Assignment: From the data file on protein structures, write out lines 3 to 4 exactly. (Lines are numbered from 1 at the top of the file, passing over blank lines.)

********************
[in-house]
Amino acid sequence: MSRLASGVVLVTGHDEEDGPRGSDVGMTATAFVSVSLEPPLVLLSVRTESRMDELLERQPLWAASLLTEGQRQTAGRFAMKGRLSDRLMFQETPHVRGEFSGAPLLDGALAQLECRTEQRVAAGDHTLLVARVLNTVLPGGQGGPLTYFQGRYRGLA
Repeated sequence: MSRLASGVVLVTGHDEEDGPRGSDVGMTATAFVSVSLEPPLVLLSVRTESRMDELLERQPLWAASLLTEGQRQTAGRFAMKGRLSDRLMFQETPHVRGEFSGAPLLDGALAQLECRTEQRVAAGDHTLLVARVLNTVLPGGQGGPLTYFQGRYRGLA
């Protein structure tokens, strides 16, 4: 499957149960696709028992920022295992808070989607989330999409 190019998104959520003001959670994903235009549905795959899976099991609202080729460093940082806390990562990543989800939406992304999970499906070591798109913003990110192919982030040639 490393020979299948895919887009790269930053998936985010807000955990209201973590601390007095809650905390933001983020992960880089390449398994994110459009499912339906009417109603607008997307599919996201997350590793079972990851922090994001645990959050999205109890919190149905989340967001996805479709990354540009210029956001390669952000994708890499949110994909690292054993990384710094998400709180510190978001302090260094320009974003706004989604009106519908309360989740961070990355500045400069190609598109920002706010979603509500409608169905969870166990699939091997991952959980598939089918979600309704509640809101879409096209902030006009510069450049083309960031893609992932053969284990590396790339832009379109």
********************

Repeated sequence: MSRLASGVVLVTGHDEEDGPRGSDVGMTATAFVSVSLEPPLVLLSVRTESRMDELLERQPLWAASLLTEGQRQTAGRFAMKGRLSDRLMFQETPHVRGEFSGAPLLDGALAQLECRTEQRVAAGDHTLLVARVLNTVLPGGQGGPLTYFQGRYRGLA
């Protein structure tokens, strides 16, 4: 499957149960696709028992920022295992808070989607989330999409 190019998104959520003001959670994903235009549905795959899976099991609202080729460093940082806390990562990543989800939406992304999970499906070591798109913003990110192919982030040639 490393020979299948895919887009790269930053998936985010807000955990209201973590601390007095809650905390933001983020992960880089390449398994994110459009499912339906009417109603607008997307599919996201997350590793079972990851922090994001645990959050999205109890919190149905989340967001996805479709990354540009210029956001390669952000994708890499949110994909690292054993990384710094998400709180510190978001302090260094320009974003706004989604009106519908309360989740961070990355500045400069190609598109920002706010979603509500409608169905969870166990699939091997991952959980598939089918979600309704509640809101879409096209902030006009510069450049083309960031893609992932053969284990590396790339832009379109």